When I first moved to Melbourne I lived in a 4 person vegetarian share house. I took to it with a will, and relished our proximity to the Vic Markets. But it didn't take long for me to get into dancing hardcore, and then I discovered that not everyone in Melbourne likes to eat. I was incredibly disappointed by swing dancers' dining habits. And still am. There's far too much bullshit pizza and ordinary pasta. No Indian. No Very little Asian (meaning any Asian cuisine) and far too many over-priced variations on meat and three veg.
The hours that I kept, as a hardcore dancer, meant that there wasn't time to cook fancy food, and there wasn't really much point when I wasn't home long enough or often enough to enjoy it. I did enjoy the household - which had shifted from vegetarian to vegan, heavy on the co-op. I liked going to the co-op at UniMelb to pick up grains or to make my own peanut butter. I liked the Vic Markets very much, and eating sixty zillion types of veggie slop a week. But my inner epicure missed the challenge of serious cooking.

Seeing as how I'm now living the patriarchy's dream - the little housewife* staying home to keep house while her man goes off to hunt down the bacon** - I've started getting serious about my domestic duties. I've started cleaning again (and now I'm thinking of PavCat and her post which sticks in my mind - I should print it out and stick it up on the wall), so our house is nice and I don't have to wear thongs inside. I've been buying groceries regularly so we don't get scurvy. I've been doing laundry regularly as well. And I've decided I needed to step it up, culinary-wise.

I am more than a little ob-con. I like order, I like strucure, I like tidying and sorting and putting things in containers. When we moved into this house The Squeeze was worried he'd come home one day to find his underwear in jars, lined up with the flour and sugar and lentils in their brand new Arc homes. If I'm working on something acka, it doesn't matter if the house is blown up and there's nothing to eat, so long as the words are all lining up nicely and carefully divided into chapters. But now that the whole writing thing isn't working so well...
I've decided that I need to get into the hardcore cooking.

Last time I was into hardcore cooking, the rest of my domestic life wasn't going so great. My seven year relationship was crumbling, my Masters was being squeeezed out of me, very slowly, and my family was kind of exploding. But fuck, I was eating like a princess. Home made pasta. Six course Indian feasts. Chutneys. Baked goods out the wazoo. Etcetera, etcetera.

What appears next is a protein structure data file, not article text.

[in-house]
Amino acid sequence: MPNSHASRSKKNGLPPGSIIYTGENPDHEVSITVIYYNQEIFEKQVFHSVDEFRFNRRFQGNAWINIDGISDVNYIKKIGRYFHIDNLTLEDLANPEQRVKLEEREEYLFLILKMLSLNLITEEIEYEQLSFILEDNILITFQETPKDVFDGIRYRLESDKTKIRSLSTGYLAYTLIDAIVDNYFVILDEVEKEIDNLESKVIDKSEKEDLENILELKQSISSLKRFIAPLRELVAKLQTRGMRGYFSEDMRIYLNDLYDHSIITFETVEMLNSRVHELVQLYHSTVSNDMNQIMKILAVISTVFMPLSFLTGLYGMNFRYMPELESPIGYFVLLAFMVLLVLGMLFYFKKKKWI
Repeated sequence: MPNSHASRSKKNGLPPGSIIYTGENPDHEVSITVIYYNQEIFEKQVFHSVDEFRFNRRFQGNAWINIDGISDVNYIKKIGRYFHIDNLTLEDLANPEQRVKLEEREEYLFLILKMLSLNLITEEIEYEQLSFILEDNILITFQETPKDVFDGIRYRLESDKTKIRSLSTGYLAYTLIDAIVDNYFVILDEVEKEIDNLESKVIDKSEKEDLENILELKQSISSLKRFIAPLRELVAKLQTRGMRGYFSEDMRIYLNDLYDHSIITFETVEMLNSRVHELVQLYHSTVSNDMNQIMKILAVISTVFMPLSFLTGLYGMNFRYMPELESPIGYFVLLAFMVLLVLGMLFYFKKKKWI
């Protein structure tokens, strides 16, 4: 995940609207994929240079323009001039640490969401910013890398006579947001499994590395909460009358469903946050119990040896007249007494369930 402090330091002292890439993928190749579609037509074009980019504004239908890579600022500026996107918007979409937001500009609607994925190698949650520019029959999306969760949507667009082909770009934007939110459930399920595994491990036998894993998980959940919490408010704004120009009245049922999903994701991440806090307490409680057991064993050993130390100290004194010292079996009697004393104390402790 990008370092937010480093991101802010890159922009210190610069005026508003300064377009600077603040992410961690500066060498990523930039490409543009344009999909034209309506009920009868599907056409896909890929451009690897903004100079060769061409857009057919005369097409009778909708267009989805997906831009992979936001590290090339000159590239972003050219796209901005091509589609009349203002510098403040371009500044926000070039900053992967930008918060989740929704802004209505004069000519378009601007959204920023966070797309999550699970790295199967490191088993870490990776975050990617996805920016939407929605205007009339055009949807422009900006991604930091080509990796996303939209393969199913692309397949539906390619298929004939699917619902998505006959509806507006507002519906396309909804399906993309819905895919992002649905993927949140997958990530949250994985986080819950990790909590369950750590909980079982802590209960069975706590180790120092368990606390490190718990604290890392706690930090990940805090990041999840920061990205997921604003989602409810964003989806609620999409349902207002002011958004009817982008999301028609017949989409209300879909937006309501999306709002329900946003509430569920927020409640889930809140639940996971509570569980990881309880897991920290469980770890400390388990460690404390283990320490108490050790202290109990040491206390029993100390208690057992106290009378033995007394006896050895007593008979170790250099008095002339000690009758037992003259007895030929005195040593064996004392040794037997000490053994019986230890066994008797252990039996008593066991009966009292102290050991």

Now I realise all that was seven years ago - it's not long til I've been living in Melbourne for ten years. Ten years! I'd never made a definite plan for how long I'd live here, nor where I'd go next. Right now, I'd really like to go somewhere new, do something new. But that's not really an option. Melbourne is great - I love it. But it's getting kind of ... old.

But, look, I'm off track, and wandering on with the introspection in a way that's making my male readers uncomfortable.... holy crap, can you believe I actually wrote that?!?! GEEEZus. I really am slipping.

So anyway, back to me and what I want to cook.
Now I have this time on my hands, I'm thinking about getting jiggy with the food. Last night I was home alone for the third or fourth time this week (it's been a busy week for The Squeeze, what with APPA and work meetings and interviews and things), and decided that I wasn't going to cook stupid pasta again for my dinner, nor would I buy some dumb takeaway. I was going to use some of the neat veggies I'd just bought and get some curry action happening.

I have a few favourite Indian recipe books. Madhur Jaffrey, of course. A couple of others. And this great job. This is Camellia Panjabi's 50 Great Curries of India (though mine's cover looks more like this). It's one of those lovely books with lots of useful desriptions and histories and tips. The recipes, though, are freakin' hardcore. No canned coconut milk here - only fresh, grated coconut (which is kind of hard to get in Brunswick). Six zillion spices per dish. Whole Spices, though - no ground action. You roast them, then you grind them up. And spices and ingredients I've never, ever heard of. We're talking a level above black cardamon here, at least.
So last night (at about 7pm, I should add), I decide that I'd like to whip up a veggie curry. At first I was kind of clumsy. I couldn't figure out how to fit all the jars of spice on the counter. Then I realised all those spices were kind of old and neglected. Then I found my two cans of coconut milk had gone off (I subbed in a bit of dessicated coconut and some canned coconut milk for the fresh coconut - you have to fry the grated coconut a bit and the flavour is incredible. But adding too much dessicated coconut to a curry gives you a big pot of all-bran - chewy, kind of flavourless, frustrating). Things weren't looking too great, so I swapped recipes. And then it was like my fingers and some unconscious part of my brain suddenly remembered what to do. I was the queen of frying whole spices, grating ginger, chopping cauliflower.

Midway through, I realised that I'd made this recipe before and not really liked it (I should have removed the cinamon stick rather than blending it in - it's too strong), so I decided to whip up a quick chickpea curry. Do you know how long it's been since I made chickpea curry?! That's how far I've fallen. It took me about 10 seconds and I even remembered the recipe, after at least five years! But then I needed some greens. There was cauliflower, sweet potato and carrots in the curry, I'd found some frozen peas in the freezer (ask The Squeeze about those) and I had a big stack of spinach. So, while the rice was cooking (brown rice, because we'd run out of Basmati (!!) and I felt like it), I threw some chopped garlic and mustard seeds into some olive oil, then some chopped spinach into that. And I cooked it just right - still bright green and full of watery goodness, but not underdone - and it was perfect!